These performers with great hearts have much in common. For example, Rosemary and John were both part of the California Saga fundraiser at the El Rey Theatre in June; and both Rosemary and Coco will be headlining their own shows at the hottest club in Westlake Village, Bogie’s, next month (Coco on Aug. 7, Rosemary on Aug 27).

Billy J. Kramer is celebrating 50 years as a performer. He’s best known for “Do You Want to Know a Secret,” “I’ll Keep You Satisfied,” “From a Window,” and “I Call Your Name.” The Liverpool native shared a manager, Brian Epstein, with The Beatles and they also shared many successful tours together.

Jean Claude Gummoe (left) wrote the ultra-popular “Rhythm of the Rain,” a major hit with his group The Cascades and it is said that it was the “third-largest selling record in the world in 1963.”

Terry Sylvester (below) is best known as a member of The Hollies and he continues to tour actively in both the United States and England, bringing his guitar and witty banter to audiences.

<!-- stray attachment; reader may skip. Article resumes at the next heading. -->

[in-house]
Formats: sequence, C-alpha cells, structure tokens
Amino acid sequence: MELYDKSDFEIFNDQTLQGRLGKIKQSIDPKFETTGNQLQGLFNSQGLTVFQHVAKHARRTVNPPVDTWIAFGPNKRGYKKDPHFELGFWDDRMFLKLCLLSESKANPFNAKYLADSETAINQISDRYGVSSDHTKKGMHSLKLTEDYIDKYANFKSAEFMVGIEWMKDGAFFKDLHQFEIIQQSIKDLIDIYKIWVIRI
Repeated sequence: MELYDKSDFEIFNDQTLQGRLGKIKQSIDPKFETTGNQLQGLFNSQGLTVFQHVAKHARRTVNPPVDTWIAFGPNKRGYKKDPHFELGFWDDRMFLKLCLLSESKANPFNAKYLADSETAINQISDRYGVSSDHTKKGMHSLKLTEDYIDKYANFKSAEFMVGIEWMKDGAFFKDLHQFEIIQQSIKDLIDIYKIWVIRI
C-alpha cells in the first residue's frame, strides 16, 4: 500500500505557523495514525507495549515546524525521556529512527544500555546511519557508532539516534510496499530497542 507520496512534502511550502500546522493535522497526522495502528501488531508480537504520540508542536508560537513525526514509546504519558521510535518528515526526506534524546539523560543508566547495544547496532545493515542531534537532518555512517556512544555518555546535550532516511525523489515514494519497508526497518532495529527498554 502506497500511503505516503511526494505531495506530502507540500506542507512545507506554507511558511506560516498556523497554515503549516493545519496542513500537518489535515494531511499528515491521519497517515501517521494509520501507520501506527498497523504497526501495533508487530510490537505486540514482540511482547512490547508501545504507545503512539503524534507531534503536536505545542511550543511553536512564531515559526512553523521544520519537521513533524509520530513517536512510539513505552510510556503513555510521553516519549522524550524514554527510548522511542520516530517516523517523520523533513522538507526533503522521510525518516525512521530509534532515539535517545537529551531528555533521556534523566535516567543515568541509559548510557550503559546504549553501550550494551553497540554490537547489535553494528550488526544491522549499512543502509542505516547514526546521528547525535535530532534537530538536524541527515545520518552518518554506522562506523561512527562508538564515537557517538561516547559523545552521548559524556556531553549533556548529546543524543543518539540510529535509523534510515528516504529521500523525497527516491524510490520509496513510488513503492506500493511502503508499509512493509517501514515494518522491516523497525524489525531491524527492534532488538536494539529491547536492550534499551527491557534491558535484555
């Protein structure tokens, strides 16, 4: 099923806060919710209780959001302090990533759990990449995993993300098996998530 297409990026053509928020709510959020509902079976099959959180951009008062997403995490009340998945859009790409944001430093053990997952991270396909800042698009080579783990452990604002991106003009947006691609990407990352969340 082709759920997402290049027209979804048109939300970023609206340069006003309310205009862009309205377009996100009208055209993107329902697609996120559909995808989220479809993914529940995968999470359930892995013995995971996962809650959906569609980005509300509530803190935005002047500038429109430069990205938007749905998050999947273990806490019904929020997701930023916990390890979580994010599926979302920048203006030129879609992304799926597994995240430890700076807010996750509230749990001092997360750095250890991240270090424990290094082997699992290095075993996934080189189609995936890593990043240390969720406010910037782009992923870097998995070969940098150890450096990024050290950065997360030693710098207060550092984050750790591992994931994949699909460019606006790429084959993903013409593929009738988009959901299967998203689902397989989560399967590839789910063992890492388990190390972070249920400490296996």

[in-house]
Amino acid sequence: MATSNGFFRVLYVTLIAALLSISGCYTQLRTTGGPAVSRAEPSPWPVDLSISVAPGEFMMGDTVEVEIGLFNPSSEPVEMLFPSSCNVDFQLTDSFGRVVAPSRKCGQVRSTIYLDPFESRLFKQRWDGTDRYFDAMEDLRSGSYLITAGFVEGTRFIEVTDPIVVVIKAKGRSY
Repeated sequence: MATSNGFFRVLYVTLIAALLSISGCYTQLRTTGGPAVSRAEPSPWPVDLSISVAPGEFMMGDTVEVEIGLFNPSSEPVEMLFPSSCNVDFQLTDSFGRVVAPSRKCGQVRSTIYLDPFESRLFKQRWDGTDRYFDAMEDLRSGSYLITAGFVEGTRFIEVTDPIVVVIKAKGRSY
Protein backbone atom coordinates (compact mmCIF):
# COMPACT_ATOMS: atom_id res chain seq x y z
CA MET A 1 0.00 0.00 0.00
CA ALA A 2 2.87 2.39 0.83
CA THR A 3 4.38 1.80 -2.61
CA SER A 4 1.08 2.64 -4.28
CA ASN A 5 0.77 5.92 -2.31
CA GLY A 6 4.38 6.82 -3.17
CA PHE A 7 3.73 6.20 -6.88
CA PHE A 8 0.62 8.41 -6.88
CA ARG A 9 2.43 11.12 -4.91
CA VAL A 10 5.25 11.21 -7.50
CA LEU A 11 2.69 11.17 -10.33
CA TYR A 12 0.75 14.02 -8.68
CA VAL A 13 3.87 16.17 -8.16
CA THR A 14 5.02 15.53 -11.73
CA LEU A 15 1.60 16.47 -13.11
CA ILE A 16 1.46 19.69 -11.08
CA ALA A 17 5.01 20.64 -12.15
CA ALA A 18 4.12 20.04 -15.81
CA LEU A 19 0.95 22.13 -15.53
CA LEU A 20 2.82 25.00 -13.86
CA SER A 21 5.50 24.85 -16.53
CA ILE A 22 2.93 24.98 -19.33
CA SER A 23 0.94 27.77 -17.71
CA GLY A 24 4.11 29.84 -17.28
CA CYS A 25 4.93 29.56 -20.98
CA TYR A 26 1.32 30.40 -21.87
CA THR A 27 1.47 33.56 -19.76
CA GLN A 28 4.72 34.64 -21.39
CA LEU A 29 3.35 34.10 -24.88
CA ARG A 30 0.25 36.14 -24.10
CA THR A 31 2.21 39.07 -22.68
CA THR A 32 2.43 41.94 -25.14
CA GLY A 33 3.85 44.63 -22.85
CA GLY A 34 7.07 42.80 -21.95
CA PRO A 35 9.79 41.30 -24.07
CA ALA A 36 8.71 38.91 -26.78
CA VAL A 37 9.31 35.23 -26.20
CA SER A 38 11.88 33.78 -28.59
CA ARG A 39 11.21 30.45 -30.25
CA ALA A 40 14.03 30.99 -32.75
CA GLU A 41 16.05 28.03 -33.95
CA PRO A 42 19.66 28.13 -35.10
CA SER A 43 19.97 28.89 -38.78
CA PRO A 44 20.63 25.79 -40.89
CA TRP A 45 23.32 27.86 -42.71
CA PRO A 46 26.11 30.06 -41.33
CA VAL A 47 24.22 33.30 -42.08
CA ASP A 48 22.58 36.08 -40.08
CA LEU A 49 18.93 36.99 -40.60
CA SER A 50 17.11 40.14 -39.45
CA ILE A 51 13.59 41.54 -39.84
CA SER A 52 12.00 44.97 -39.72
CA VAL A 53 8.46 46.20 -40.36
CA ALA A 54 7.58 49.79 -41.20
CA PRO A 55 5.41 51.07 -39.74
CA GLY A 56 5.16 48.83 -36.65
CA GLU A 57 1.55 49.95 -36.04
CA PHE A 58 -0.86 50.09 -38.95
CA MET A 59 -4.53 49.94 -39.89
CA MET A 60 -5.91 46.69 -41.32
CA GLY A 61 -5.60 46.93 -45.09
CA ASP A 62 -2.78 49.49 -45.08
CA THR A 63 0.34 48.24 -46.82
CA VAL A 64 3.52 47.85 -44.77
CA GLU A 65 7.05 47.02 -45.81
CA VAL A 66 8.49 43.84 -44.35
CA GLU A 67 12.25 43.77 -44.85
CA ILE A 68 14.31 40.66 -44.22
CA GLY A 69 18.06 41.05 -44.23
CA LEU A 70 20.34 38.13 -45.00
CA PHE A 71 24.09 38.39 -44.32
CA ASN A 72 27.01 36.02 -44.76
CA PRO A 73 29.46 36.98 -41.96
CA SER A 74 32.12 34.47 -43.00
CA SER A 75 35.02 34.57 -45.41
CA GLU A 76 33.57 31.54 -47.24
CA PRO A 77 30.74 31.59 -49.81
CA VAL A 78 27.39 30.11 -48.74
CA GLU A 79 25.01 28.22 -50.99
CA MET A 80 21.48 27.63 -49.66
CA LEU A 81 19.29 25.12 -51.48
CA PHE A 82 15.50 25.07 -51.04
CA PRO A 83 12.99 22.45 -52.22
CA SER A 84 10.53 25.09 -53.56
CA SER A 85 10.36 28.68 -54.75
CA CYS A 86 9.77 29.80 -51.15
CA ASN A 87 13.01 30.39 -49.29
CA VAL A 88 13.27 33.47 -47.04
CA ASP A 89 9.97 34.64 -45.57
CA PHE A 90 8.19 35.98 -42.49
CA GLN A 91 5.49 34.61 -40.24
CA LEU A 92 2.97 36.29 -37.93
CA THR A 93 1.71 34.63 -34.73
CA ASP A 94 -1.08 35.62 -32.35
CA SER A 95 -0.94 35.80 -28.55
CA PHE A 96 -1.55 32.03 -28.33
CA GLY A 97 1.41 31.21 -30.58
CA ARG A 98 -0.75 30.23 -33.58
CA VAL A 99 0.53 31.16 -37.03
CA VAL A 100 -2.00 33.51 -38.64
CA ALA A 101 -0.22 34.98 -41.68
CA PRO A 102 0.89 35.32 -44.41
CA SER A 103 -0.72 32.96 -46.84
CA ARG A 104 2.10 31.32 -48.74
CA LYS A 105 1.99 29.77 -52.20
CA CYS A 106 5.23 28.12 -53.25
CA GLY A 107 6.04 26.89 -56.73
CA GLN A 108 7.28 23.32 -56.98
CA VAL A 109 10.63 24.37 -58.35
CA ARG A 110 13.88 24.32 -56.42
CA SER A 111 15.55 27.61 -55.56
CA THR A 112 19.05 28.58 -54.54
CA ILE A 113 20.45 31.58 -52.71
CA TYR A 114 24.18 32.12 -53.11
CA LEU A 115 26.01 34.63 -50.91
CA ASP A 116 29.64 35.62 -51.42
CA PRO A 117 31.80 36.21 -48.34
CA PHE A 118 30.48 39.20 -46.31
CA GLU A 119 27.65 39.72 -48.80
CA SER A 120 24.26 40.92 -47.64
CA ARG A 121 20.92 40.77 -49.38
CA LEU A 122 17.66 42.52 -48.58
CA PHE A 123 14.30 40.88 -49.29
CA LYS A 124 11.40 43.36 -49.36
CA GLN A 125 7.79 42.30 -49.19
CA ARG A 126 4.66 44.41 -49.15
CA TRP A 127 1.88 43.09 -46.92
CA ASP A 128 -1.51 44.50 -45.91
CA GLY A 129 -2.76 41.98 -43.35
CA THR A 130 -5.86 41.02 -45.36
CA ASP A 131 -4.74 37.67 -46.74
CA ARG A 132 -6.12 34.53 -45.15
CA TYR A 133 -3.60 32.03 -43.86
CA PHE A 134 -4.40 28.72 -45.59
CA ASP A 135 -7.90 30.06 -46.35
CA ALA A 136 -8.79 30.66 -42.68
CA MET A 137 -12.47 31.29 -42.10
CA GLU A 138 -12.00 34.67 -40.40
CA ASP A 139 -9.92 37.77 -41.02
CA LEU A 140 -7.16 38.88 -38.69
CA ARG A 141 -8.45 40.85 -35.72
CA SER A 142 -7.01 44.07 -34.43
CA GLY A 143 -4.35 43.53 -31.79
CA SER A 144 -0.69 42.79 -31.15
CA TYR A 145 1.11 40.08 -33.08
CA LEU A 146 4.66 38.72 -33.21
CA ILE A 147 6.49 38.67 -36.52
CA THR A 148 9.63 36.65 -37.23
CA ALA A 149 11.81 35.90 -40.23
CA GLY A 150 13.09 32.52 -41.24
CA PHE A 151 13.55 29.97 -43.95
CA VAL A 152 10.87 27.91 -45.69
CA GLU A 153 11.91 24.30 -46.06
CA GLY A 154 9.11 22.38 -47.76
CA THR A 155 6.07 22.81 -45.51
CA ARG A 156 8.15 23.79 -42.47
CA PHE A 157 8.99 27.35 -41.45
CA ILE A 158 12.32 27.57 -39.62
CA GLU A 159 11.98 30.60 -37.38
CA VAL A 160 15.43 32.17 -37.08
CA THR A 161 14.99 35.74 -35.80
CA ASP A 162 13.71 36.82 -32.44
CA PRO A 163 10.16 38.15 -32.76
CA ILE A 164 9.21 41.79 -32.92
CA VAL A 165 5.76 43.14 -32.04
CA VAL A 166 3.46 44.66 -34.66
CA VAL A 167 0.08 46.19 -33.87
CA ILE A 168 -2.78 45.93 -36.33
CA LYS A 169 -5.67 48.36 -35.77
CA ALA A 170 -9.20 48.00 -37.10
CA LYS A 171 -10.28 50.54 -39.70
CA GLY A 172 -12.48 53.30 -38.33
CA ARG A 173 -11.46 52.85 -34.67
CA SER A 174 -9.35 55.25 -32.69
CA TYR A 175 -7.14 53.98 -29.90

And that’s not all. More performers are coming in support of Owen Shelly in respect for his brave fight against pulmonary hypertension.

If you’re going: McCabe’s Guitar Shop 3101 Pico Blvd. Santa Monica, CA 90405

Tickets: $30 each available here

Parking tips for patrons here

Whether or not you can attend Sunday’s concert in person, please consider making a gift in any amount to support this husband, father, and social worker who just wants to get back to full strength and return to helping children and parents at the Idaho State Department of Health and Welfare. Donate here and help them make their goal of $100,000 as quickly as possible. Thanks again to McCabe’s Guitar Shop for hosting this very special evening and to all the performers and producer Keith Putney for bringing everyone together. Start the music off with your gift and begin your week on a very special note.

Monday, July 18, 2016

Steve Ellis, former College Station actor, lands spot in two Honda Summer Clearance commercials

Former College Station resident, Steve Ellis (far right), is included in two national Honda TV Commerical features for Honda Fit and Honda CR-V models, sings Go-Go's song, "Head over Heels."(Photo credit: Screen grab from YouTube)